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Ex-FDA chief revisits efforts to modernize food labeling

New products and ingredients bring new challenges, Scott Gottlieb says at PLMA show

At PLMA’s 2019 Private Label Trade Show, former Food & Drug Administration Commissioner Scott Gottlieb shed light on efforts to improve food labeling during his tenure at the agency.

Gottlieb, who led the FDA under President Trump from May 2017 until stepping down in March 2019, said he and his team aimed to modernize claims that could be permitted on food labels as well as make it easier for consumers to understand new and different ingredients in today’s foods. They also sought to update current standards of identity for foods.

“The efforts to try to modernize labeling included avenues to enable new claims on food labels that we thought would be easier for consumers to decipher and would encourage innovation among product manufacturers to develop potentially more healthful food,” Gottlieb said Monday in a keynote speech at the PLMA event in Chicago.

“One was the term ‘healthy’ on food labels. We undertook a regulatory process to try to update the definition of what it meant for food to be healthy. And that regulation is still in process,” he explained. “We also looked at whether we should be developing a regulation around the term ‘natural.’ That term has been used — and I think misused — a lot. Without a real standard definition from a regulatory standpoint governed by USDA, it means different things in different markets and on different products. We debated on whether we should step into that, and I think that debate is still ongoing.”


The FDA under Gottlieb also started examining ways to simplify terminology used on ingredient lists to make food labels clearer and easier for consumers to comprehend. For example, he said, manufacturers could make ingredient names more understandable by listing “Vitamin B6” rather than its chemical name on a food label. He also cited a recent change with the salt alternative “potassium salt,” which FDA guidance updated in May allowed manufacturers to label the ingredient as “potassium chloride salt.”

“So we were looking at places where we could create opportunities to substitute a different term,” he said.

With standards of identity, or what needs to be in a food to meet a certain classification, Gottlieb said the FDA aimed to pare regulation that may have been overreaching and clarify regulation as product categories have evolved.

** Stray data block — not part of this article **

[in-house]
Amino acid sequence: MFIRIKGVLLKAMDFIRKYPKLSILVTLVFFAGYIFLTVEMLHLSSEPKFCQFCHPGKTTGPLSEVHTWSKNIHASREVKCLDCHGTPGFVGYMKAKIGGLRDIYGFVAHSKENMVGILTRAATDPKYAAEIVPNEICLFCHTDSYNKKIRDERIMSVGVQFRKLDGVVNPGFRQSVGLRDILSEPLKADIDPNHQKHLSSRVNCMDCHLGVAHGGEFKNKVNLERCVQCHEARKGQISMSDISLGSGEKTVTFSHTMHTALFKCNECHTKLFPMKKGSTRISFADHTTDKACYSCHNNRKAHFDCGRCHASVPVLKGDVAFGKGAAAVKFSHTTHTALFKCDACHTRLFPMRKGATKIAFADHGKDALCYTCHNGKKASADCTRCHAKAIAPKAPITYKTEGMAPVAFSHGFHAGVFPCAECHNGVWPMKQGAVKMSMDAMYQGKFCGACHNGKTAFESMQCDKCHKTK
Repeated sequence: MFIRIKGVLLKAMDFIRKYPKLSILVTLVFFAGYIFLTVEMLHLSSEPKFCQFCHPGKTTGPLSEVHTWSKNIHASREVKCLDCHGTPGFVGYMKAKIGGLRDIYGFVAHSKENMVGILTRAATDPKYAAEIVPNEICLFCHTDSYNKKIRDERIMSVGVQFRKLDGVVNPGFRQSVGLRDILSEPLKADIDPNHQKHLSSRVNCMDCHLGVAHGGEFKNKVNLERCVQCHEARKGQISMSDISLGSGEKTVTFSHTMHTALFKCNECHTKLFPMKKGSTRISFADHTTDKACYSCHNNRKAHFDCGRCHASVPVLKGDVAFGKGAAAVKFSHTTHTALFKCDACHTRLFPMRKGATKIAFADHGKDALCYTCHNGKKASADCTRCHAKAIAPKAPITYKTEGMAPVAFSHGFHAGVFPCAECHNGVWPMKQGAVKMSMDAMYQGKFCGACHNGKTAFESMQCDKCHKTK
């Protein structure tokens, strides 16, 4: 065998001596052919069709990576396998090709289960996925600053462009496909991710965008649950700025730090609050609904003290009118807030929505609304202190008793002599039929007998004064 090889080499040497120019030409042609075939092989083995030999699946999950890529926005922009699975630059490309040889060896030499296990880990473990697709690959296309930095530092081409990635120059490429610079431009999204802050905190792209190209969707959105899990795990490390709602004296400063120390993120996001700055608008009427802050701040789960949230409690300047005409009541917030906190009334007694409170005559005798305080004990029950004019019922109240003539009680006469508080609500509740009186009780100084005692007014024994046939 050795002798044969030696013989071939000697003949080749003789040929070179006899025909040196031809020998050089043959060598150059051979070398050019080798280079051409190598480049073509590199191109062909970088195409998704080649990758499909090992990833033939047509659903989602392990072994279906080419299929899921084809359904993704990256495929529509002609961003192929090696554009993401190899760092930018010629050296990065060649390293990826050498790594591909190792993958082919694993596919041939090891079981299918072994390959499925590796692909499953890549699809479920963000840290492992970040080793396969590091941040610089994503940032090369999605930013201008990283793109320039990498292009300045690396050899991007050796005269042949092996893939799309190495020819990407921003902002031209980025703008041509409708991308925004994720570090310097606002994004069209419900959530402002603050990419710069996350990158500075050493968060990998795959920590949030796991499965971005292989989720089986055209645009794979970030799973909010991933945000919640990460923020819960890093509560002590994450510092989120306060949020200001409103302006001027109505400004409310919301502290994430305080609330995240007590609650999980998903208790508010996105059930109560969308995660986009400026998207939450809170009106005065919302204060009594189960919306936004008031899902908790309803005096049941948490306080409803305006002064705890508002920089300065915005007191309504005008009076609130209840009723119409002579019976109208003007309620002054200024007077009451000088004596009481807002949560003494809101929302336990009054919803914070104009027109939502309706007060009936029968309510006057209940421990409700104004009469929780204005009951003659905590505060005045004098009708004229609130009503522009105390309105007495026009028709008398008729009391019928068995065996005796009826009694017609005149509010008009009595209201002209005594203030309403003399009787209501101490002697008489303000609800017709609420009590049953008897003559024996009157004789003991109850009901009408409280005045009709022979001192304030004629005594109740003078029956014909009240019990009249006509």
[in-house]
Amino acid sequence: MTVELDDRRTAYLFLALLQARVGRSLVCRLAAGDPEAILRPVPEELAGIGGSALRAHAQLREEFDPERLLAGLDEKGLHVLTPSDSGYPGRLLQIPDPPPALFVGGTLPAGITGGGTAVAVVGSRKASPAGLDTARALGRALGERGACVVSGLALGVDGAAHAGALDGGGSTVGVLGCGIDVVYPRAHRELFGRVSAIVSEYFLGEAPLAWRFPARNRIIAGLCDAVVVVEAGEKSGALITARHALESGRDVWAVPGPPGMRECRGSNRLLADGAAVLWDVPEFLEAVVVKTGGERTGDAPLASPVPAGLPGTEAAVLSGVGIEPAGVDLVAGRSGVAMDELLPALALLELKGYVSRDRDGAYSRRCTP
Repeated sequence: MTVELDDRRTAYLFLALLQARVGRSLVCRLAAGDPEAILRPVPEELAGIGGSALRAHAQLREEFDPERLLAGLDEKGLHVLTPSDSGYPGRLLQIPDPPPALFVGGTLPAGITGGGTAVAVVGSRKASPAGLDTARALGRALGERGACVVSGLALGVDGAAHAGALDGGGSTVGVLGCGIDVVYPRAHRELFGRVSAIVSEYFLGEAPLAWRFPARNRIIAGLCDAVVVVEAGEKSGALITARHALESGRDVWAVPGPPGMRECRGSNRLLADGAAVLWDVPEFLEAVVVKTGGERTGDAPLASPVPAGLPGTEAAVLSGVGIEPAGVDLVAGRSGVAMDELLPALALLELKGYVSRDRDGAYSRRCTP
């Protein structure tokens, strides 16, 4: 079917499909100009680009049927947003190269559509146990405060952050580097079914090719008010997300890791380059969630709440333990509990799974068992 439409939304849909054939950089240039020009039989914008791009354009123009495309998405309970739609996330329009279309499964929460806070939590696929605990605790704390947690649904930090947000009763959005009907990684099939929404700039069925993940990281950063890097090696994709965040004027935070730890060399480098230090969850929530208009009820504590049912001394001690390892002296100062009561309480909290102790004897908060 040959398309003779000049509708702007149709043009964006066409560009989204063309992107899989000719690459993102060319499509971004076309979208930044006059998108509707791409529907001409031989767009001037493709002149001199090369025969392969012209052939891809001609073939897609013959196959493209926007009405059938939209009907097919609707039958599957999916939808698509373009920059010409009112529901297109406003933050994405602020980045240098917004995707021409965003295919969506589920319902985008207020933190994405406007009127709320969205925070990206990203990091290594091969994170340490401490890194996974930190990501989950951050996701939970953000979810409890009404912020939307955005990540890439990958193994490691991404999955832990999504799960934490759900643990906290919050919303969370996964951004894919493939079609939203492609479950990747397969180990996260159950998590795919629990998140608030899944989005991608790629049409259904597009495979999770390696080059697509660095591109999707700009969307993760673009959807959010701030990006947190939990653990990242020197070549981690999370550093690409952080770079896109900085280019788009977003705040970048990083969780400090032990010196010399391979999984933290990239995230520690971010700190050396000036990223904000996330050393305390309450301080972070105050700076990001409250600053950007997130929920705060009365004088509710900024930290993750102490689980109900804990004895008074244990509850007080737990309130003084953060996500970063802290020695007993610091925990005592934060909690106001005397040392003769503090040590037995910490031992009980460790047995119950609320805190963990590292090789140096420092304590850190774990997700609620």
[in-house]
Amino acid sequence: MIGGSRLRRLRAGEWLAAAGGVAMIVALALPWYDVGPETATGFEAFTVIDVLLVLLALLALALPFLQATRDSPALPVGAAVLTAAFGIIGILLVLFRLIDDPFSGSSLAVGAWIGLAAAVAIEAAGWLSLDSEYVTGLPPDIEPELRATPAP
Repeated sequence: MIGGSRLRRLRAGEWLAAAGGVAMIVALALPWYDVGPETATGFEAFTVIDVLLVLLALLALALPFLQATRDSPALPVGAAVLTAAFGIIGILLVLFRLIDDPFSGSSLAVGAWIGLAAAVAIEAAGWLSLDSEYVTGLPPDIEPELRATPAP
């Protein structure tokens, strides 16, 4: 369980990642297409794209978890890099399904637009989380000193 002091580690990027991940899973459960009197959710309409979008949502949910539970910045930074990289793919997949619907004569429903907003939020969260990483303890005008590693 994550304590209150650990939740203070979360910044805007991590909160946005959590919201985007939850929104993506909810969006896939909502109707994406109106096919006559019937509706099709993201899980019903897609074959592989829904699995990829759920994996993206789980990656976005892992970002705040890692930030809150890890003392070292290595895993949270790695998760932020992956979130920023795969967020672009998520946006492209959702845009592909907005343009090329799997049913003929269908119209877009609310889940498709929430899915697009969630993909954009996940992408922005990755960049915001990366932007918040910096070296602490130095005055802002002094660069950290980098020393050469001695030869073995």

“We literally had a standard of identity for frozen cherry pie that mandated how many cherries needed to be in the pie,” he said. “So this became kind of a flashpoint in our efforts to deregulate in the food space and create a little bit more sensible approaches.”

Meanwhile, innovations in categories cheese, yogurt and milk — which has expanded into new items like rice, almond and oat milk — called for the agency to revisit certain standards of identity so consumers could better understand exactly what they’re purchasing. Plant-based meats also are presenting new challenges.

“To give you some examples of what we were looking at, as many of you know, bread, jam, juice, chocolate, etc., all have standards of identity,” Gottlieb said. “These standards serve an important purpose. They let consumers know that there are certain standards in terms of what's in a product. I think it was important that we take a fresh look at the existing standards in light of marketing trends, in light of nutritional science and in light of innovation in the marketplace and what product developers want to do.”

Confusing labels

Amid heightened consumer awareness of health and wellness, the FDA also targeted the inappropriate use of terms like non-GMO and gluten-free on food labels.

“We had a lot of concerns about things like non-GMO or gluten-free labeling on products that would never have gluten in them, like putting ‘gluten-free’ on a bottle of water. This actually may conflict with FDA guidance and regulation, if you put non-GMO labeling on something that couldn't possibly be made with GMOs or there are no competing products in the market that have GMOs in them,” explained Gottlieb. “The problem is those kinds of things are confusing to consumers and exacerbate misguided concerns around these kinds of ingredients. So we were concerned about this and skeptical, and I think the agency is going to continue to take that posture. As an aside, the sort of skepticism that's been created around GMO food is a valuable lesson as we think of some of the new innovations coming on the market.”

During his time at the helm of the FDA, Gottlieb also was charged with helping to slash drug prices and unfurl regulatory snags to speed approvals of new medicines. He also made significant achievements in improving in the food recall process and tracing sources of contamination and cracking down on opioid misuse and the use of tobacco and electronic cigarettes, especially among youths.

Gottlieb noted that this Wednesday, Nov. 20, the Senate is scheduled to hold a confirmation hearing for Stephen Hahn, whom Trump nominated as FDA commissioner earlier this month to take over from acting commissioner Norman Sharpless.

“I think it’s important to get him confirmed and get determined leadership at that position,” Gottlieb said of Hahn. “Because as much as that agency really is led by the professional staff, trying to run policy through the administration, through the Office of Management and Budget, and through Capitol Hill to get resources to the agency is an inherently political business. So having a political leader of that agency is exceedingly important.”

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